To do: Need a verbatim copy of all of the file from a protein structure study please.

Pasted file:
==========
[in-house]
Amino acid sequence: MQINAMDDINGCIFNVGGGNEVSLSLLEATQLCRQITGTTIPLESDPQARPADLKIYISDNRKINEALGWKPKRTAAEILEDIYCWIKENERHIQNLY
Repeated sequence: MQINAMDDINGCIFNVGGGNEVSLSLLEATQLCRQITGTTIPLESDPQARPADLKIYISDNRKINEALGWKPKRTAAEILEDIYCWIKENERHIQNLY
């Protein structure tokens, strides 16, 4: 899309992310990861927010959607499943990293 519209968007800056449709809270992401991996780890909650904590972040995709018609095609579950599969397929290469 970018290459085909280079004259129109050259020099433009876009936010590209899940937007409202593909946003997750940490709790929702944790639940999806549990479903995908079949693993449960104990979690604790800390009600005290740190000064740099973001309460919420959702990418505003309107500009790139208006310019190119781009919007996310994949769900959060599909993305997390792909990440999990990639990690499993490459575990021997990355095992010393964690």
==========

[in-house]
Amino acid sequence: MQINAMDDINGCIFNVGGGNEVSLSLLEATQLCRQITGTTIPLESDPQARPADLKIYISDNRKINEALGWKPKRTAAEILEDIYCWIKENERHIQNLY
Repeated sequence: MQINAMDDINGCIFNVGGGNEVSLSLLEATQLCRQITGTTIPLESDPQARPADLKIYISDNRKINEALGWKPKRTAAEILEDIYCWIKENERHIQNLY
């Protein structure tokens, strides 16, 4: 899309992310990861927010959607499943990293 519209968007800056449709809270992401991996780890909650904590972040995709018609095609579950599969397929290469 970018290459085909280079004259129109050259020099433009876009936010590209899940937007409202593909946003997750940490709790929702944790639940999806549990479903995908079949693993449960104990979690604790800390009600005290740190000064740099973001309460919420959702990418505003309107500009790139208006310019190119781009919007996310994949769900959060599909993305997390792909990440999990990639990690499993490459575990021997990355095992010393964690």